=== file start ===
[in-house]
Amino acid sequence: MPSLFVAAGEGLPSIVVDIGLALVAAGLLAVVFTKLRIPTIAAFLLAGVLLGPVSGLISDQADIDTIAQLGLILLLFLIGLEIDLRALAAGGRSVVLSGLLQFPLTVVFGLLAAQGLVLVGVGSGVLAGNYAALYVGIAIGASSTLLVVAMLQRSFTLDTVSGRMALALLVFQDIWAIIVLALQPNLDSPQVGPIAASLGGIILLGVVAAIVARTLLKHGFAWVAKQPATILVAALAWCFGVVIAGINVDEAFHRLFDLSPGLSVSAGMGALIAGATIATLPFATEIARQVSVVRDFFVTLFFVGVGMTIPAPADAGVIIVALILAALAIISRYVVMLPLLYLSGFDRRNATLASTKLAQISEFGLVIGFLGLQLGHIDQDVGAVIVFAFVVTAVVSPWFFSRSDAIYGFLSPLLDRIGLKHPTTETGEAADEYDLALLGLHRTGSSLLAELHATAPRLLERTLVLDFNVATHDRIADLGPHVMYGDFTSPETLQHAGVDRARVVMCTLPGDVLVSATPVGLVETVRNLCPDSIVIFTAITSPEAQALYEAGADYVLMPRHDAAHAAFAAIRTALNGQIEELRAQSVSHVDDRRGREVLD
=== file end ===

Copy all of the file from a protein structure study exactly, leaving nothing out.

[in-house]
Amino acid sequence: MPSLFVAAGEGLPSIVVDIGLALVAAGLLAVVFTKLRIPTIAAFLLAGVLLGPVSGLISDQADIDTIAQLGLILLLFLIGLEIDLRALAAGGRSVVLSGLLQFPLTVVFGLLAAQGLVLVGVGSGVLAGNYAALYVGIAIGASSTLLVVAMLQRSFTLDTVSGRMALALLVFQDIWAIIVLALQPNLDSPQVGPIAASLGGIILLGVVAAIVARTLLKHGFAWVAKQPATILVAALAWCFGVVIAGINVDEAFHRLFDLSPGLSVSAGMGALIAGATIATLPFATEIARQVSVVRDFFVTLFFVGVGMTIPAPADAGVIIVALILAALAIISRYVVMLPLLYLSGFDRRNATLASTKLAQISEFGLVIGFLGLQLGHIDQDVGAVIVFAFVVTAVVSPWFFSRSDAIYGFLSPLLDRIGLKHPTTETGEAADEYDLALLGLHRTGSSLLAELHATAPRLLERTLVLDFNVATHDRIADLGPHVMYGDFTSPETLQHAGVDRARVVMCTLPGDVLVSATPVGLVETVRNLCPDSIVIFTAITSPEAQALYEAGADYVLMPRHDAAHAAFAAIRTALNGQIEELRAQSVSHVDDRRGREVLD